SACRAMENTO -- Caught in limbo once again, a million Californians on Friday found themselves waiting for answers on whether they can keep health plans that were supposed to be canceled during the tumultuous transition to President Barack Obama's landmark health law.

But it could be days, perhaps even weeks, before officials with the state's new insurance exchange and health insurers provide answers -- raising even more tensions as a Dec. 15 deadline looms to sign up for health coverage for the coming year.

The decision now rests with an obscure new state board. And some legislative experts say that the final decision must be made by the Legislature, which is now out of session.

An outreach booth at Santa Clara County Library Alum Rock branch on Oct. 1, 2013, the first day of signups for Covered California.
An outreach booth at Santa Clara County Library Alum Rock branch on Oct. 1, 2013, the first day of signups for Covered California. (Josie Lepe/Staff file)

"I was elated yesterday when I heard the news that we could go back to what we had before," said Danville resident Mark Harrigan, 60, who was hoping he could keep his family's Kaiser plan instead of a more expensive one. "It looks like we might be going back to square one."

Friday's uncertainty capped a roller coaster of a week for Harrigan and 5 million other Americans whose hopes were raised Thursday that they could keep their policies when Obama admitted he had misled them into believing they could "keep their plans" if they wanted. The president Thursday issued a directive allowing insurers to extend individual policies, many of which are cheaper but don't offer all the benefits required under the new health law.


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Obama's directive -- after weeks of public uproar over the canceled policies -- was designed to pour water on the political fires. But two key provisions of the directive have led to a scorching new debate:

First, state insurance commissioners must give their blessing to the directive. Second, the insurance companies also have to agree to continue providing health coverage through 2014.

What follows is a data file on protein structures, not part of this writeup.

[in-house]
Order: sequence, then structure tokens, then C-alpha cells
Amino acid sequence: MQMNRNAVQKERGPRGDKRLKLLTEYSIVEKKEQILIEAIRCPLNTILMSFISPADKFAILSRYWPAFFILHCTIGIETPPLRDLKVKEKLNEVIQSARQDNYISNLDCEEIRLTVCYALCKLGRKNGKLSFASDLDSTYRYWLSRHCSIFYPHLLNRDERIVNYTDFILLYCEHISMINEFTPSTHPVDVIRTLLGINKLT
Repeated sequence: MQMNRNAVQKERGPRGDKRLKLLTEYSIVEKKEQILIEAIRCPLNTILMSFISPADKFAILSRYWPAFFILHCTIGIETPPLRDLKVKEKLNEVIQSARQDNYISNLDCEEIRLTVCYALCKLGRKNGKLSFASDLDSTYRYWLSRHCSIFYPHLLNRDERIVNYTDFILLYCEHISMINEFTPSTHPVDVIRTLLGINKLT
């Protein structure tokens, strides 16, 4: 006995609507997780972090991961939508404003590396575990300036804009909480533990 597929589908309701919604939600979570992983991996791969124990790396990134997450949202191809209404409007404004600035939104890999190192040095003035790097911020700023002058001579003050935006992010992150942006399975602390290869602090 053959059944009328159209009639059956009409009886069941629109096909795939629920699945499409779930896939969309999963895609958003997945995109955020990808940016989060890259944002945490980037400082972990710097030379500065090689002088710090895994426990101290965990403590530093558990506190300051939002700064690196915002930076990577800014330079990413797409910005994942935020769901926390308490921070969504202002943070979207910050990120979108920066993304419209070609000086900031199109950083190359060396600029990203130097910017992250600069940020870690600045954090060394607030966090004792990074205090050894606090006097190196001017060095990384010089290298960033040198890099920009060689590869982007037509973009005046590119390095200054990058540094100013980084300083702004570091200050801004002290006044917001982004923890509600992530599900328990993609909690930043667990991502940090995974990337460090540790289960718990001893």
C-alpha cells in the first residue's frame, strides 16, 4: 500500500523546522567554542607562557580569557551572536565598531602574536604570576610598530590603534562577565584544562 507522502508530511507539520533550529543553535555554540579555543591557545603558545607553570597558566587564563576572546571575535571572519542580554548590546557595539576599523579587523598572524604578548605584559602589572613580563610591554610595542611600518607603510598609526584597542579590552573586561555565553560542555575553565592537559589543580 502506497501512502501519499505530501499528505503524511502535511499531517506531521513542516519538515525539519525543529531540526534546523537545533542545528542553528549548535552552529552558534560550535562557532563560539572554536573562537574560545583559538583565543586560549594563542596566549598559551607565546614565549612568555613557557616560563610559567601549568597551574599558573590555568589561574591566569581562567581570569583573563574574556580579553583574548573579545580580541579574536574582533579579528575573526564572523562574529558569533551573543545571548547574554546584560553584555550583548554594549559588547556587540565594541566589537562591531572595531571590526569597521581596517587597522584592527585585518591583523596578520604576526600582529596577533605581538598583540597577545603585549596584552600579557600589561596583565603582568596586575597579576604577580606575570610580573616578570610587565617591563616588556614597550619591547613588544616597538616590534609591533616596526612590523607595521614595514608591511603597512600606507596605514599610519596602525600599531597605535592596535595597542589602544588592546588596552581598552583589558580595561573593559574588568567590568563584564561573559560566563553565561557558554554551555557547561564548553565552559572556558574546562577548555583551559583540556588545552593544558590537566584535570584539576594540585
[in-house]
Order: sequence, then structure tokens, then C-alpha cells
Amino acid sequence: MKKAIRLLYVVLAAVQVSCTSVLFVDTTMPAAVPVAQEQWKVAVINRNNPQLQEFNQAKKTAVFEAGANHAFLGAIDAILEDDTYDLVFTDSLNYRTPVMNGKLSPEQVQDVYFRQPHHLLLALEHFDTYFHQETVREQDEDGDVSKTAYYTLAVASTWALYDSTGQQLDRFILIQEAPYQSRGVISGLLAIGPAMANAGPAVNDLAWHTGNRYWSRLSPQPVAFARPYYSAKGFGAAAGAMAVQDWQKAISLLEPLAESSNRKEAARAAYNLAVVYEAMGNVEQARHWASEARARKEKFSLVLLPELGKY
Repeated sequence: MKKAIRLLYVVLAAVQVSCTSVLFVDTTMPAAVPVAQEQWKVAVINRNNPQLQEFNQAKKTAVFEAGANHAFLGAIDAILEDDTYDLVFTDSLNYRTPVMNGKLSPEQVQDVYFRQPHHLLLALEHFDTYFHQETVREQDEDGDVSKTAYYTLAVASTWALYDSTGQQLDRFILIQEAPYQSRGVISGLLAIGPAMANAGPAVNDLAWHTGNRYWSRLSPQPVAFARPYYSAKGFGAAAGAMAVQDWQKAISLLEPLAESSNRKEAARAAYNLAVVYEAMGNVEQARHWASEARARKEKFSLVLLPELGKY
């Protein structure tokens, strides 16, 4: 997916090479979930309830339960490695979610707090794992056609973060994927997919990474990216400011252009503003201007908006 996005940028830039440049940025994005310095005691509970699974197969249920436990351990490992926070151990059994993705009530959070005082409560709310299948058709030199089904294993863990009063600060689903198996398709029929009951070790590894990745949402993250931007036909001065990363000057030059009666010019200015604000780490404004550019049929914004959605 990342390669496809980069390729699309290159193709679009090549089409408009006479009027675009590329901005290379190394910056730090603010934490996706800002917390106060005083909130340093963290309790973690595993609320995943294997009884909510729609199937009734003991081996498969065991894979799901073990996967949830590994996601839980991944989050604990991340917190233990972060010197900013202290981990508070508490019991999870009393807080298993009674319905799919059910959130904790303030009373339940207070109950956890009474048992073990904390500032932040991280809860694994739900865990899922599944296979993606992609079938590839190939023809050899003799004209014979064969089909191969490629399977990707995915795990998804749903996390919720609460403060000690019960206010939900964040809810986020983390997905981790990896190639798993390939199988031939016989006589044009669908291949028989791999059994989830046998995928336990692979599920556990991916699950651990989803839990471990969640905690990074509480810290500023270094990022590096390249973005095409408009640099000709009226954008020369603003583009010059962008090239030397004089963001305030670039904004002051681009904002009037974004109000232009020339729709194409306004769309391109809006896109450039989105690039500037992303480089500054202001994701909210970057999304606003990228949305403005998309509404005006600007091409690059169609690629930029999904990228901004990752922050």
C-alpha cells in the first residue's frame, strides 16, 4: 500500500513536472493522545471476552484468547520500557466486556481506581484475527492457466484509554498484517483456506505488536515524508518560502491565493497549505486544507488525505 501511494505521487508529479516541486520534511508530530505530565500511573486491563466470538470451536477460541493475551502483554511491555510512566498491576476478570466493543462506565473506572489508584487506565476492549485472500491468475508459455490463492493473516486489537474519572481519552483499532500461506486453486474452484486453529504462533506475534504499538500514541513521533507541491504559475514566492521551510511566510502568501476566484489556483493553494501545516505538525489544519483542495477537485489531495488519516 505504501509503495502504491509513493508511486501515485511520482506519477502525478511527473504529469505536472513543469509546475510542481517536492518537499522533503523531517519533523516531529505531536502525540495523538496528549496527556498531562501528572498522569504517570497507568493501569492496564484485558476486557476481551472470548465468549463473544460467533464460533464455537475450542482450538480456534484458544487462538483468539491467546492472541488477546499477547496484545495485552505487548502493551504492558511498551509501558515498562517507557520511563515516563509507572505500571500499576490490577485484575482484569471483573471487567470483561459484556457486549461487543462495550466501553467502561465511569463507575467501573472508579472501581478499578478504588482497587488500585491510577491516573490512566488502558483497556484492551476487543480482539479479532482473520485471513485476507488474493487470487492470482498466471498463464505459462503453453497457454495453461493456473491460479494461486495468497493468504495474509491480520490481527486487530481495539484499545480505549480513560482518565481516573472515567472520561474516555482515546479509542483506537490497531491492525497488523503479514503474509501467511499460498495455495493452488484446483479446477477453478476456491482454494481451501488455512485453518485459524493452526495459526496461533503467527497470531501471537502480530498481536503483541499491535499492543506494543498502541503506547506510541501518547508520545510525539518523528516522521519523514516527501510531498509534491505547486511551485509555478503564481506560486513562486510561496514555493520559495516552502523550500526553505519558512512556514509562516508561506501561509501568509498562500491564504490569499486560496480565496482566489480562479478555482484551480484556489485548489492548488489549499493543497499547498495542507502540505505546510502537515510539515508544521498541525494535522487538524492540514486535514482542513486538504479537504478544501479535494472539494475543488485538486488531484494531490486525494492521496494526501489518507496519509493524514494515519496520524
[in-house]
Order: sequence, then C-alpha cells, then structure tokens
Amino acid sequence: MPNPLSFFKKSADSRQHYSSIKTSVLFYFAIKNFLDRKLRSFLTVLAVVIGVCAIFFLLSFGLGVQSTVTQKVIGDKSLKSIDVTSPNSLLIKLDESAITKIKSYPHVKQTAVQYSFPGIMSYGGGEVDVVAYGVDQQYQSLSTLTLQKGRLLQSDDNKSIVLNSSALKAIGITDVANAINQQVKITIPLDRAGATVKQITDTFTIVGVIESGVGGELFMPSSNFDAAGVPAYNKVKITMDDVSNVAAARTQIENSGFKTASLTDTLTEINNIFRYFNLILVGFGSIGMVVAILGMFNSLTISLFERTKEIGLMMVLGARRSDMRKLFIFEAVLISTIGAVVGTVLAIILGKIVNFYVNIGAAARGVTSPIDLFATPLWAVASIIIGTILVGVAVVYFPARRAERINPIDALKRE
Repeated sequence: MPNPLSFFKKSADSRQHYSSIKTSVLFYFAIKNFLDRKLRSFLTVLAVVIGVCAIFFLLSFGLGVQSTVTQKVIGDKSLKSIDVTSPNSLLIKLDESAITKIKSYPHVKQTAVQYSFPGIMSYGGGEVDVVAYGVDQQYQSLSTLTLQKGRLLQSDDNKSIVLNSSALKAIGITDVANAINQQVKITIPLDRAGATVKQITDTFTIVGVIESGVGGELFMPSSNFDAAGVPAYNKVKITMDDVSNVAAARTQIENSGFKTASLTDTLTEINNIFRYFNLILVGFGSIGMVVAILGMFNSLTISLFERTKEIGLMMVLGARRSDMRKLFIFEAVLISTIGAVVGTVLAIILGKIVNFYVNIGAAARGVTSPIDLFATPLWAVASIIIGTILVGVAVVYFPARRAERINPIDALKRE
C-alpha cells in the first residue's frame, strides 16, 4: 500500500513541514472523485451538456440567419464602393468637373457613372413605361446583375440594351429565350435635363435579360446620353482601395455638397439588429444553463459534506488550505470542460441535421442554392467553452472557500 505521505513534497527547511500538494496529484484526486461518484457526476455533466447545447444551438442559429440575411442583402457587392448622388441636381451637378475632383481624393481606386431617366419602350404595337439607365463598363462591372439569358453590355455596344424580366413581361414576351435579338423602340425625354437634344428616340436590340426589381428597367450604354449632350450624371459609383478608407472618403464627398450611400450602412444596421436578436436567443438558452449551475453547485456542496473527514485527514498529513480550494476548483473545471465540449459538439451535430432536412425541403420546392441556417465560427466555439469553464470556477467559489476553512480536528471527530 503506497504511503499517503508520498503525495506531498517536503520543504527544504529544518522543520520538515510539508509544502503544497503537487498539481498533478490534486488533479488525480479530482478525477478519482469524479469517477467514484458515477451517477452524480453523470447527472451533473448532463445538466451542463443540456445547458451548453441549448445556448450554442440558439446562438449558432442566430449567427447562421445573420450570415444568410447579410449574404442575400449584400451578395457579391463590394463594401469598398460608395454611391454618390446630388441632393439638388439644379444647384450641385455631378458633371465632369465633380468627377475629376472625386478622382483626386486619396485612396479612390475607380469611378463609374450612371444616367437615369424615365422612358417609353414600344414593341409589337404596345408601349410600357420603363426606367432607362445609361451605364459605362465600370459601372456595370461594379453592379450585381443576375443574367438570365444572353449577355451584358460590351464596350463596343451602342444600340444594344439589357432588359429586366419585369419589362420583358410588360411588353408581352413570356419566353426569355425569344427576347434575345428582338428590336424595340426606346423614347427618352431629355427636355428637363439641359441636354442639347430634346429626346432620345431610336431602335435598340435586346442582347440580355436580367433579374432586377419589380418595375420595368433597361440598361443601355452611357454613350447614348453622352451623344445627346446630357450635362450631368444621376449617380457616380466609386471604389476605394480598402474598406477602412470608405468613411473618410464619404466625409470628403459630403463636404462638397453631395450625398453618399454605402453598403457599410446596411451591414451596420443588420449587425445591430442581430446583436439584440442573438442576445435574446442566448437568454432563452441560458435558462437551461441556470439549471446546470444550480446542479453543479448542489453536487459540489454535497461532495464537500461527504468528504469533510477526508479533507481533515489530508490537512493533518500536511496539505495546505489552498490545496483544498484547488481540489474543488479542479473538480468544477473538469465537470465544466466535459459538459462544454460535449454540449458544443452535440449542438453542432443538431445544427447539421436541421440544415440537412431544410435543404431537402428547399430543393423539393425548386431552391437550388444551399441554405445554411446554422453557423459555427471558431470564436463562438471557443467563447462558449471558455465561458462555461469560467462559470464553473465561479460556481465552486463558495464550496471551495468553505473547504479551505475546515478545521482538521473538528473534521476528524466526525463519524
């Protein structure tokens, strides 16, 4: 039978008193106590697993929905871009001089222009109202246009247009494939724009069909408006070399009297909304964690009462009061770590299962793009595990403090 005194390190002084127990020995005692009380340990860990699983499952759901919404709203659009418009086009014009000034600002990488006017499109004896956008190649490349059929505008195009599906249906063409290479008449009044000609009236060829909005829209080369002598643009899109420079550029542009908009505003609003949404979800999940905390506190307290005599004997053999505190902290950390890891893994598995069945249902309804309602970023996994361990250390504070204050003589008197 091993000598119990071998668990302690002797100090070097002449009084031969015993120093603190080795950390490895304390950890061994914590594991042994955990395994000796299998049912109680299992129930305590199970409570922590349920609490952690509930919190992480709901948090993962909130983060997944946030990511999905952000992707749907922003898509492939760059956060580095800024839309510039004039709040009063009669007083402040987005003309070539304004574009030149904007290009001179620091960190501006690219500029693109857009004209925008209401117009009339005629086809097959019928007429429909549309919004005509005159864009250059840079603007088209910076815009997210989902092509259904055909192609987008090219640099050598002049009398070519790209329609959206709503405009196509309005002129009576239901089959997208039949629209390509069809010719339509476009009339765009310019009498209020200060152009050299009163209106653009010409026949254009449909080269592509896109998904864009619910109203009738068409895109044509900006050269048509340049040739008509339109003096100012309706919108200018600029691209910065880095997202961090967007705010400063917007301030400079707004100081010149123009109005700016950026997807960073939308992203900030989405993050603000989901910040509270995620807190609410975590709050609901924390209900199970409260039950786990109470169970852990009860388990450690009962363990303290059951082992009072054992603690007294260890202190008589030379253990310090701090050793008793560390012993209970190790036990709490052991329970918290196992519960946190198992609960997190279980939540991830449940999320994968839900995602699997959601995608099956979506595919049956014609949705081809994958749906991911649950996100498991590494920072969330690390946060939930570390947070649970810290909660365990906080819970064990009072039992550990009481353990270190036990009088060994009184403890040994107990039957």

Some states, from Vermont to Washington state, said they wouldn't follow Obama's directive. And in other states, California among them, insurers said they didn't know if they would agree to extend the plans.

At the heart of the matter is whether taking hundreds of thousands of younger and healthier people out of the state insurance exchange's "risk pool" would drive up insurers' costs.

Stephen Shivinsky, spokesman for Blue Shield of California, said that if the company is forced to extend its 2013 policies, the prices for those plans would have to remain the same because the company did not anticipate having to renew those plans. He said the amount of money the company would lose as a result would be "substantial."

Although California Insurance Commissioner Dave Jones has signed off on the Obama plan, the board of the state's new insurance exchange, Covered California, must also give its OK. The board is set to consider the matter at its monthly board meeting Thursday.

Two members of its board of directors are appointed by the governor, one by the Senate Rules Committee and one by the speaker of the Assembly.

"Of course we will consult with our partners, stakeholders and relevant state agencies and government regulatory agencies," Larry Hicks, a spokesman for Covered California, said Friday.

Asked if it's possible the board could make a decision earlier, Hicks said he didn't know.

However, some legal experts are arguing that a vote by the group's board will not be enough to implement the changes. That's because the health care exchange was created and is bound by a state law. Its provisions -- including the deadline to cancel plans that are out of compliance by Dec. 31 -- cannot be altered without an amendment to the law, experts say.

And the Legislature isn't scheduled to reconvene until January, unless the governor calls a special session.

Steven Maviglio, a spokesman for Assembly Speaker John Perez, D-Los Angeles, said lawmakers could be called back to Sacramento to revise the law, but he cautioned that it's too soon to know what will be needed. Perez sponsored the legislation that created the state's exchange.

"There's a lot of fallout from the president's decision and how it's going to affect the marketplace in California," Maviglio said. "If legislative action is needed, that option is always available."

Covered California's staff is scurrying to evaluate all of the state's options, said Diana Dooley, secretary for health and human services and a member of the exchange's board.

"When you're making changes of this magnitude, you need time to smooth out the rough edges," Dooley said. "We want to make a decision with a maximum amount of information that does the greatest good for the greatest number."

Mark Hedlund, a spokesman for Senate President Pro Tem Darrell Steinberg, D-Sacramento, said a member of his team will attend next week's meeting of Covered California to learn more about the options before Steinberg makes his own recommendations on how to move forward.

"We're very interested to hear some of the pros and cons on the directions we could take given the circumstances," Hedlund said. "It would be premature to make a judgment yet because our options have not yet been hashed out."

Contact Tracy Seipel at tseipel@mercurynews.com or 408 275-0140. Follow her at Twitter.com/taseipel.